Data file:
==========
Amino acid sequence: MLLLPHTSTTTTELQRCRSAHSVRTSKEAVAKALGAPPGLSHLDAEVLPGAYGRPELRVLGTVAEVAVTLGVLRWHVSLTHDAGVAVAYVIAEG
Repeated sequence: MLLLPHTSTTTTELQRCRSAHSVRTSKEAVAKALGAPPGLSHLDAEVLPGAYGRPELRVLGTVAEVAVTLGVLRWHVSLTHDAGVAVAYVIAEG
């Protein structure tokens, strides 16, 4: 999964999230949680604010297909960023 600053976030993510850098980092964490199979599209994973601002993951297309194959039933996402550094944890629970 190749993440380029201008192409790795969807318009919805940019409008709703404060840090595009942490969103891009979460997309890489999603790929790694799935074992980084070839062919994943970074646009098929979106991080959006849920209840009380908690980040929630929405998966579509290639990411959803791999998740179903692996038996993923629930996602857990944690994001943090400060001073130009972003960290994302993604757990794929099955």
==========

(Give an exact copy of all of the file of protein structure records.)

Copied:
Amino acid sequence: MLLLPHTSTTTTELQRCRSAHSVRTSKEAVAKALGAPPGLSHLDAEVLPGAYGRPELRVLGTVAEVAVTLGVLRWHVSLTHDAGVAVAYVIAEG
Repeated sequence: MLLLPHTSTTTTELQRCRSAHSVRTSKEAVAKALGAPPGLSHLDAEVLPGAYGRPELRVLGTVAEVAVTLGVLRWHVSLTHDAGVAVAYVIAEG
């Protein structure tokens, strides 16, 4: 999964999230949680604010297909960023 600053976030993510850098980092964490199979599209994973601002993951297309194959039933996402550094944890629970 190749993440380029201008192409790795969807318009919805940019409008709703404060840090595009942490969103891009979460997309890489999603790929790694799935074992980084070839062919994943970074646009098929979106991080959006849920209840009380908690980040929630929405998966579509290639990411959803791999998740179903692996038996993923629930996602857990944690994001943090400060001073130009972003960290994302993604757990794929099955």